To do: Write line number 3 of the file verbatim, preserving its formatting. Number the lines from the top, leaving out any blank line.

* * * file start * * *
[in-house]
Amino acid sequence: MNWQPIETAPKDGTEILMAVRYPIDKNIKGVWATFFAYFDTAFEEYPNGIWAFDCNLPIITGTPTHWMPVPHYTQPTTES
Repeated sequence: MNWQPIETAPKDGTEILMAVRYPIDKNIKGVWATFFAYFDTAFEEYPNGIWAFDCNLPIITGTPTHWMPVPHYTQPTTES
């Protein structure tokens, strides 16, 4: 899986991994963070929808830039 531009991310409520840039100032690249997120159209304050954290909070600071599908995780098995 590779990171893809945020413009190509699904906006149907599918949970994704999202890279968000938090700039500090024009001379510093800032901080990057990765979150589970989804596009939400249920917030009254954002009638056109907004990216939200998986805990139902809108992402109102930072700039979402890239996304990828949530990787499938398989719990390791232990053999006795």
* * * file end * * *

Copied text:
Repeated sequence: MNWQPIETAPKDGTEILMAVRYPIDKNIKGVWATFFAYFDTAFEEYPNGIWAFDCNLPIITGTPTHWMPVPHYTQPTTES